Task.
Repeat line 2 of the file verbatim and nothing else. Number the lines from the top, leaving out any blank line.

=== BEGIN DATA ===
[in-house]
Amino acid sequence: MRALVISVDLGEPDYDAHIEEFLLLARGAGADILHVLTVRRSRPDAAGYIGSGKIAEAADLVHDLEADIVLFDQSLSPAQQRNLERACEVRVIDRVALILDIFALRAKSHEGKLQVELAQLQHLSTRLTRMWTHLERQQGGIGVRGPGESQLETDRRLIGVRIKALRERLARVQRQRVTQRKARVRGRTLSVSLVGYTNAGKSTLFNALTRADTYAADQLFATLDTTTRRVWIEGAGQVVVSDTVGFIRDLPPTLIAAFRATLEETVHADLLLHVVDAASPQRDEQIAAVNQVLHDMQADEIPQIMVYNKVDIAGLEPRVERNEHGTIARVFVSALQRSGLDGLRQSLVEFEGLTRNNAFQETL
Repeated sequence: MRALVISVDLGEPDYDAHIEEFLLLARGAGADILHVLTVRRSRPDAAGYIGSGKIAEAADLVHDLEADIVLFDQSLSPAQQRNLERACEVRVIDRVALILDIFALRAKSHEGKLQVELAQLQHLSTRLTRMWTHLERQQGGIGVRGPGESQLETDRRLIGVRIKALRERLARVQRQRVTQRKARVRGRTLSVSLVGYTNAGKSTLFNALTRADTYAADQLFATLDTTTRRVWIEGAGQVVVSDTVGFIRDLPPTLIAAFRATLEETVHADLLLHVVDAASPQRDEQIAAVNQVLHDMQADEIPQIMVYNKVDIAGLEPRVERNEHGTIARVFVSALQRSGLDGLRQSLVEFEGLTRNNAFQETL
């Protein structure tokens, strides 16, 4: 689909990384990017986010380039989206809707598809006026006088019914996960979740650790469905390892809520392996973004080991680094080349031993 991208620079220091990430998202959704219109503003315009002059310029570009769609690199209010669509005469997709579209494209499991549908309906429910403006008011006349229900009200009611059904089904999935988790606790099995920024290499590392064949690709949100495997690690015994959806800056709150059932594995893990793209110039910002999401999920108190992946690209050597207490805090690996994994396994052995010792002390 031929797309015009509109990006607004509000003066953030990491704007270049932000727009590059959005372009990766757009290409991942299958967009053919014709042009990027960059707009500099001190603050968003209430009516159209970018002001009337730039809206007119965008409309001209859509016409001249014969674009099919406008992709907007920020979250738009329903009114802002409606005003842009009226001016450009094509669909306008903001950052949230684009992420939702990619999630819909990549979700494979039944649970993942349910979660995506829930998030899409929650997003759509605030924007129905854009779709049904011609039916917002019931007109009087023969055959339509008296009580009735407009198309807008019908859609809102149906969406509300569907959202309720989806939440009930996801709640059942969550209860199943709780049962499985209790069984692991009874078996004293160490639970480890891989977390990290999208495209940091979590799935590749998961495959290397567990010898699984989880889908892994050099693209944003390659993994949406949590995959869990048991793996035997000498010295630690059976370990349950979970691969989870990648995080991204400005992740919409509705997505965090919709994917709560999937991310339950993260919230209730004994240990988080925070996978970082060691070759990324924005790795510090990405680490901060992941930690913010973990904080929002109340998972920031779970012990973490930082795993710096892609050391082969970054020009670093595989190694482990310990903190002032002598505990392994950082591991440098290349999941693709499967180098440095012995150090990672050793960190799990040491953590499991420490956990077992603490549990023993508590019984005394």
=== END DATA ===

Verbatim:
Amino acid sequence: MRALVISVDLGEPDYDAHIEEFLLLARGAGADILHVLTVRRSRPDAAGYIGSGKIAEAADLVHDLEADIVLFDQSLSPAQQRNLERACEVRVIDRVALILDIFALRAKSHEGKLQVELAQLQHLSTRLTRMWTHLERQQGGIGVRGPGESQLETDRRLIGVRIKALRERLARVQRQRVTQRKARVRGRTLSVSLVGYTNAGKSTLFNALTRADTYAADQLFATLDTTTRRVWIEGAGQVVVSDTVGFIRDLPPTLIAAFRATLEETVHADLLLHVVDAASPQRDEQIAAVNQVLHDMQADEIPQIMVYNKVDIAGLEPRVERNEHGTIARVFVSALQRSGLDGLRQSLVEFEGLTRNNAFQETL